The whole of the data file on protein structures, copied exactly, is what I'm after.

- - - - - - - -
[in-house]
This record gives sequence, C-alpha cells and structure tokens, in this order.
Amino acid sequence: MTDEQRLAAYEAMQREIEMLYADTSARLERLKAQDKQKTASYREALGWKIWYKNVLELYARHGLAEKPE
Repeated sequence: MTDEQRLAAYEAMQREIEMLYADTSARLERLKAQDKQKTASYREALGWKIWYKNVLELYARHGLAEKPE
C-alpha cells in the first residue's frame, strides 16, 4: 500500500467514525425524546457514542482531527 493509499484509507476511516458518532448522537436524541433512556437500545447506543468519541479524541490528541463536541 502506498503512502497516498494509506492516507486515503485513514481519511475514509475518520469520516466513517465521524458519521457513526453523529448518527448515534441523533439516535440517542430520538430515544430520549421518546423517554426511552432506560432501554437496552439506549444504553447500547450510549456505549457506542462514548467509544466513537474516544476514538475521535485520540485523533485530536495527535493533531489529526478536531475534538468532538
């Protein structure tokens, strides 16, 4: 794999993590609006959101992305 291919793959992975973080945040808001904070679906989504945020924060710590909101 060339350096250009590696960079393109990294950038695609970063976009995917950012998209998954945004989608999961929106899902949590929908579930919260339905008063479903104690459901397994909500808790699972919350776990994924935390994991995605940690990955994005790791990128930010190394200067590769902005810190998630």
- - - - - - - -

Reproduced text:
[in-house]
This record gives sequence, C-alpha cells and structure tokens, in this order.
Amino acid sequence: MTDEQRLAAYEAMQREIEMLYADTSARLERLKAQDKQKTASYREALGWKIWYKNVLELYARHGLAEKPE
Repeated sequence: MTDEQRLAAYEAMQREIEMLYADTSARLERLKAQDKQKTASYREALGWKIWYKNVLELYARHGLAEKPE
C-alpha cells in the first residue's frame, strides 16, 4: 500500500467514525425524546457514542482531527 493509499484509507476511516458518532448522537436524541433512556437500545447506543468519541479524541490528541463536541 502506498503512502497516498494509506492516507486515503485513514481519511475514509475518520469520516466513517465521524458519521457513526453523529448518527448515534441523533439516535440517542430520538430515544430520549421518546423517554426511552432506560432501554437496552439506549444504553447500547450510549456505549457506542462514548467509544466513537474516544476514538475521535485520540485523533485530536495527535493533531489529526478536531475534538468532538
């Protein structure tokens, strides 16, 4: 794999993590609006959101992305 291919793959992975973080945040808001904070679906989504945020924060710590909101 060339350096250009590696960079393109990294950038695609970063976009995917950012998209998954945004989608999961929106899902949590929908579930919260339905008063479903104690459901397994909500808790699972919350776990994924935390994991995605940690990955994005790791990128930010190394200067590769902005810190998630």